Each year the Society of General Physiology names four students as SGP Scholars, one each from four MBL advanced training courses at Woods Hole. This year, Manu Madhav was selected to receive this honor from the Neural Systems and Behavior course. Congrats Manu!
On July 6, 2016, Erin Sutton successfully defended her PhD Dissertation “Bioelectric Sensing and Navigation: Multimodal Control in Electric Fish and Endovascular Interventions”, becoming the 10th PhD graduate of the LIMBS Laboratory.
In a recent talk at the CMU Robotics Institute, I decided to give a quick impromptu demonstration of what it means to “stabilize an unstable system,” thereby making it easier to apply system identification. This was in relation to my presentation of my previous PhD student Manu Madhav’s paper:
M. S. Madhav, S. A. Stamper, E. S. Fortune, and N. J. Cowan. “Closed-loop stabilization of the jamming avoidance response reveals its locally unstable and globally nonlinear dynamics”. J Exp Biol, 216:4272-4284, 2013.
Robert Nickl won the 2017 Link Foundation Advanced Simulation and Training Fellowship for his project entitled “A Hard-Real-Time Juggling Simulator To Shape Human Sensitivity to Cues and Coordination of Muscles”.
Dr. Manu Madhav won the 2017 Kavli Postdoctoral Fellowship from the Neuroscience Discovery Institute for his proposal, entitled “Stabilizing the cognitive map with real-time feedback in virtual reality to quantify the influence of optic flow”.
Congratulations to Ravi Jayakumar who passed his Graduate Board Oral exam on February 14, 2017. Welcome to PhD Candidacy, Ravi!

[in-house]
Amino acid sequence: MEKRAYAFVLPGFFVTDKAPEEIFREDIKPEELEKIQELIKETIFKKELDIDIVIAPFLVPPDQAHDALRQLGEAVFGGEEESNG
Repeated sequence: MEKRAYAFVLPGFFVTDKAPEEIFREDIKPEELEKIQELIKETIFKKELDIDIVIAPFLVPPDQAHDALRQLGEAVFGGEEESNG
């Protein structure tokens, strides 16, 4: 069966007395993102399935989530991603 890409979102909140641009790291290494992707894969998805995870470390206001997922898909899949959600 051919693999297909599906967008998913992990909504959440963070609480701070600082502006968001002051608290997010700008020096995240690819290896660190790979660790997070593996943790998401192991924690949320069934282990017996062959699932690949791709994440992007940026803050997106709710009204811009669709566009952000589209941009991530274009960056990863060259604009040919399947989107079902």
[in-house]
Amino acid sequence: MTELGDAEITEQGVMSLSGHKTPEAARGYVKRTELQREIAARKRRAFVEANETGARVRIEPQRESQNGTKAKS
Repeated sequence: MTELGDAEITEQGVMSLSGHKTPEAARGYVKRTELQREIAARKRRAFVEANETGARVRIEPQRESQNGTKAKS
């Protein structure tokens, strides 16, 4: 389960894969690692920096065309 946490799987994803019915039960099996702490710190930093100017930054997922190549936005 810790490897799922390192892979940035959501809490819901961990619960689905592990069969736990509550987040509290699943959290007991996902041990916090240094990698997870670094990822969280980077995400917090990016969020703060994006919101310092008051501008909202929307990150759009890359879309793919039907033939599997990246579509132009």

Luke Arend took First Place in the Final Presentations at the LCSR’s 2016 CSMR REU program. Congratulations Luke!
On on Feb 9, 2016, Erin Sutton passed the dreaded Graduate Board Oral Exam…. Congratulations, Erin!!
LIMBS Lab director Noah Cowan and his colleague, neuroscientist Eric Fortune, were awarded a $805,000 grant from the National Science Foundation, entitled “Neural Mechanisms of Active Sensing”.
Animals, including humans, routinely use movement to sense the world around them. For example, to sense the texture of an object, a person might move her hand over the surface, whereas to measure the object’s weight, she might hold it in her palm and move it up and down. This use of different movements to sense features of the environment is called Active Sensing. Although active sensing is commonplace in human behavior, how the brain generates and controls these movements is poorly understood. The goal of this project is to reveal and describe (in mathematical equations) the brain’s strategies for active sensing. This will be achieved by studying a specialized animal species, the weakly electric glass knifefish. This animal was chosen because it has a suite of properties that make it ideally suited for the experimental approach. The expected findings will have broad implications for active sensing in other animals (including humans) because active sensing behaviors are similar across species. This work will have broad societal impacts, including the possible transformation of robotic control systems and enhanced understanding of the brain that may ultimately improve our understanding of neurological disorders. Further this work includes multidisciplinary training of promising students in critical STEM fields.
How do you keep track of where you are as you walk through a known environment, such as your house or a shopping mall? To study this question, Mechanical Engineering professor Noah Cowan and Neuroscience professor James Knierim were selected to receive two awards that aim to use engineering approaches to shed new light on the brain’s “inner GPS”.
- 2015 Johns Hopkins Discovery Award, entitled “Engineering Approaches to Studying Spatial Representations in the Brain”. PI: Noah J. Cowan. $100,000.
- A National Institutes of Health R21, entitled “A Control Theoretic Approach to Addressing Hippocampal Function“, PI: Noah J. Cowan. $202,500.